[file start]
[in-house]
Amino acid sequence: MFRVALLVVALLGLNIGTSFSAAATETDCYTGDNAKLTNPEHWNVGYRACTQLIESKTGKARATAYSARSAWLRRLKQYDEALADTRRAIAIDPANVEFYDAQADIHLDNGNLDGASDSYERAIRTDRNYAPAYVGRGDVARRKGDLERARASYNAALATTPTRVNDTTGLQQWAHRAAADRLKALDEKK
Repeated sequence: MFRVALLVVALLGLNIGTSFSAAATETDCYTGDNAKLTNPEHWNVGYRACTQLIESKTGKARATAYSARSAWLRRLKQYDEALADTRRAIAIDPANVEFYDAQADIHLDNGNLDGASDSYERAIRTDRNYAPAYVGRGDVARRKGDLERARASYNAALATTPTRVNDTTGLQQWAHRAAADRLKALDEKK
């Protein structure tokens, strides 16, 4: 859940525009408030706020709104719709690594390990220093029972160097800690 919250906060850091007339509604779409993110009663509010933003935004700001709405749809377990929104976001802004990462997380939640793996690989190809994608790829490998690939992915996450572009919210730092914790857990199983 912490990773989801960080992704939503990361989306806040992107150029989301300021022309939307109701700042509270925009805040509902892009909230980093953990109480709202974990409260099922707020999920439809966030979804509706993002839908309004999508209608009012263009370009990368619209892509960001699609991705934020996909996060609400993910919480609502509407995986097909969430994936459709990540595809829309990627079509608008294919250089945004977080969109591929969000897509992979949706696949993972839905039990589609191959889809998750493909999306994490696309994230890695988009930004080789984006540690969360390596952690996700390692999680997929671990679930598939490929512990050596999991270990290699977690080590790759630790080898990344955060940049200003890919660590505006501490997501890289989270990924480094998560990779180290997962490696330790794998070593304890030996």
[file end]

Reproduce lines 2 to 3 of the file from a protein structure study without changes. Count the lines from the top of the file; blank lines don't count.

Amino acid sequence: MFRVALLVVALLGLNIGTSFSAAATETDCYTGDNAKLTNPEHWNVGYRACTQLIESKTGKARATAYSARSAWLRRLKQYDEALADTRRAIAIDPANVEFYDAQADIHLDNGNLDGASDSYERAIRTDRNYAPAYVGRGDVARRKGDLERARASYNAALATTPTRVNDTTGLQQWAHRAAADRLKALDEKK
Repeated sequence: MFRVALLVVALLGLNIGTSFSAAATETDCYTGDNAKLTNPEHWNVGYRACTQLIESKTGKARATAYSARSAWLRRLKQYDEALADTRRAIAIDPANVEFYDAQADIHLDNGNLDGASDSYERAIRTDRNYAPAYVGRGDVARRKGDLERARASYNAALATTPTRVNDTTGLQQWAHRAAADRLKALDEKK